Original Research ARTICLE
Impacts of dimethyl phthalate on the bacterial community and functions in black soils
- 1Department of Biotechnology, Institute of Life Science and Agriculture and Forestry, Qiqihar University, Qiqihar, China
- 2Department of Environmental Science and Engineering, Institute of Municipal Environment and Engineering, Harbin Industry University, Harbin, China
- 3Department of Environmental Science, Institute of Resources and Environment, Northeast Agricultural University, Harbin, China
Dimethyl phthalate (DMP), a known endocrine disruptor and one of the phthalate esters (PAEs), is a ubiquitous pollutant. Its impacts on living organisms have aroused great concern. In this study, the impacts of DMP contamination on bacterial communities and functions were tested by using microcosm model in black soils. The results showed that the operational taxonomic unit (OTUs) richness and bacterial diversity were reduced by DMP contamination. The relative percentages of some genera associated with nitrogen metabolism were increased by DMP contamination, while the relative percentages of some other genera that were extremely beneficial to soil health were decreased by DMP contamination. Further, the relative percentages of some genera that possessed the capability to degrade DMP were increased by the DMP treatment at low concentrations (5, 10, and 20 mg/kg), but were decreased by the high concentration DMP treatment (40 mg/kg). Clearly, DMP contamination changed the bacterial community structure and disturbed the metabolic activity and functional diversity of the microbes in black soils. Our results suggest that DMP pollution can alter the metabolism and biodiversity of black soil microorganisms, thereby directly impact fertility and ecosystem functions.
Dimethyl phthalate (DMP) is commonly used as a plasticizer to impart flexibility to rigid polyvinylchloride (PVC) resins (Boonnorat et al., 2014). As one of the phthalate esters (PAEs), DMP is the most extensively used compound for manufacturing various consumer products, and the consumption of it is increasing continually (Fang et al., 2009; Prasad and Suresh, 2015) every year. Because DMP is conjugated into plastics, it can fall off plastic products and disperse in the ecosystem easily (Latini, 2005; Souza et al., 2014). Commonly, DMP can migrate into soils via irrigation and the application of pesticides and plastic films (Cartwright et al., 2000; Erythropel et al., 2012; Wang et al., 2014). Considering its mutagenicity, teratogenicity and carcinogenicity, both the United States Environmental Protection Agency and the China State Environmental Protection Administration have listed DMP as an environmental priority pollutant (Jin et al., 2013).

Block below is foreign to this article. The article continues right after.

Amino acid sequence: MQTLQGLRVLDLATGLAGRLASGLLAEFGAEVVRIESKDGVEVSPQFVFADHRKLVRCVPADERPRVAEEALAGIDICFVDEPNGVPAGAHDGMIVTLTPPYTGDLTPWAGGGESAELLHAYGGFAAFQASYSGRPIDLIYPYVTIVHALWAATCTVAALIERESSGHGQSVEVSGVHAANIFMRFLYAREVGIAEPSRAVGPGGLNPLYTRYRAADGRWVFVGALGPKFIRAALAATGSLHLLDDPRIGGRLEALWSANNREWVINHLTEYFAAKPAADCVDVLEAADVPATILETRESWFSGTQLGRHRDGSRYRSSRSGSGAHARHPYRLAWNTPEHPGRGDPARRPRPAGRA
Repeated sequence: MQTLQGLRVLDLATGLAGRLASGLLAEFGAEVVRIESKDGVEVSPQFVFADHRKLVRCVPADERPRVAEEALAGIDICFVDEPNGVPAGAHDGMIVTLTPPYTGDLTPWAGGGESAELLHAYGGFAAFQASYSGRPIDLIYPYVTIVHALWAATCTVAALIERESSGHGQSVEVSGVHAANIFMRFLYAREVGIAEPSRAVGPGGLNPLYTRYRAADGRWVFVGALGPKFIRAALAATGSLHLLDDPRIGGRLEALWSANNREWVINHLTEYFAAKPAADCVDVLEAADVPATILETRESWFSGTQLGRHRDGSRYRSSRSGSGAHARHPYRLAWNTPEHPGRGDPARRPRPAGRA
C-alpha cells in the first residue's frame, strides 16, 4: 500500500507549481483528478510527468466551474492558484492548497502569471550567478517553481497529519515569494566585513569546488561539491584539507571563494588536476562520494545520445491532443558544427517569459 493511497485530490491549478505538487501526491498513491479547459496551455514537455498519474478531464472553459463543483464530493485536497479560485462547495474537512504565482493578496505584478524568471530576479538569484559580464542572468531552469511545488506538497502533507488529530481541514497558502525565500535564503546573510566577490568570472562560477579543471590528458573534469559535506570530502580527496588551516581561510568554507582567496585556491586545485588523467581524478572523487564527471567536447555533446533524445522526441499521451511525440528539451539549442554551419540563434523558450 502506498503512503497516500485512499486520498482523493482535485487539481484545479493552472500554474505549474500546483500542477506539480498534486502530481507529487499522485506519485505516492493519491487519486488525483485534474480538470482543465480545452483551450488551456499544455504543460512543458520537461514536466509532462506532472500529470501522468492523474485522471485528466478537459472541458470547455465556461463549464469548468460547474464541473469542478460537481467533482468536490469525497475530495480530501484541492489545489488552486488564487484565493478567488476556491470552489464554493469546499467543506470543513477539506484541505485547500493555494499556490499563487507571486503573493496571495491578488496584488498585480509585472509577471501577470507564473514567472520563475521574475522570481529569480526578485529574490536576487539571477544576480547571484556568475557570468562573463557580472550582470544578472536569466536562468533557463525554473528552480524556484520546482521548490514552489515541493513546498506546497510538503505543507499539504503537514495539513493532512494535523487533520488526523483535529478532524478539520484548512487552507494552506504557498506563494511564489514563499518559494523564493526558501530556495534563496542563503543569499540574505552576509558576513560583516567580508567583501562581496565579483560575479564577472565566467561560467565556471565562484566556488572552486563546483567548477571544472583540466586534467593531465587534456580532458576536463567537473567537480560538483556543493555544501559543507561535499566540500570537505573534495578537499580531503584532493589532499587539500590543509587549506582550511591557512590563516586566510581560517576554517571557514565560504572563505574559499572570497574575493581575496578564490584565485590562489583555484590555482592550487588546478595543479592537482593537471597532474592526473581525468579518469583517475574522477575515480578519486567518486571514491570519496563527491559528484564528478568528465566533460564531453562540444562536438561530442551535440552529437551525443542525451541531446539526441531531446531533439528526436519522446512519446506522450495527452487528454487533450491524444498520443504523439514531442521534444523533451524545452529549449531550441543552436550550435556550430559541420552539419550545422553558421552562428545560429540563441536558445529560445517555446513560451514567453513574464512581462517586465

The black soils (Mollisols) in China are the one of three major black soil resources in the world (Liu et al., 2014a). They are extremely important for maintaining China's food security (Xu et al., 2010), because they contribute to about 14% of the total crop production and 40% of the total soybean yield in China. However, the studies showed that a serious pollution situation exists there by PAEs, and in which DMP was the most dominant one (Zhang et al., 2015).
Microbes and enzymes are the vital active components of soils. They contribute to ecosystem sustainability due to their cosmopolitan survival, massive efficient genetic pool, catabolic versatility and stress tolerance potential (Singh, 2015). Because they are highly sensitive to changes in soil conditions, they have been used to assess soil quality in contaminated soils (Jusselme et al., 2013; Yang et al., 2014). Recent work indicated that there is a predictive relationship between microbial traits and the ecosystem function of soils (Allison, 2012; Graham et al., 2014). Due to the increasing emphasis on sustainable fertility and the environmental benefits of healthy soils, it is extremely important to elucidate the effects of DMP contamination on soil microbes. However, few studies are available on the effects of DMP on black soils. This study evaluates the response of the bacterial community structure and function to DMP contamination in black soils with a microcosm model.
Materials and Methods
Study Site and Soil Preparation
The experiments were conducted in the greenhouses of northeast Agricultural University (Harbin, China). The time was in October, 2013, which was the season of soybean maturity. The location for the sample collection was at the Harbin Xiangfang farm (45°41′N, 126°45′E) in the black soil zone. The soil samples were collected randomly from 10 tillage layers (0–20 cm) within an area of approximately 100 m2. No residual DMP was detected in these samples. The soil pH was measured using a pH meter after shaking the soil water suspension (1: 2.5 w/v) for 30 min. Soil cation exchange capacity (CEC) was determined using the ammonium acetate method (Wang et al., 2008). An analysis of the total organic carbon (TOC) was performed with the Total Organic Carbon Analyzer (TOC-V, Shimadzu Labs) coupled with a Solid Sample Module (model SSM-5000, Shimadzu Labs). Total nitrogen (TN) and total phosphorus (TP) were measured by the Element Analyzer (Vario EL, Elementar Analysen systeme, Hanau, Germany). Particle size distribution was analyzed by the Sedima4-12 (Soil Particle Size Analyzer, Ecotech Ecological Technology Ltd., Beijing, China). The basic properties of the black soils used in the experiment are shown in Table 1.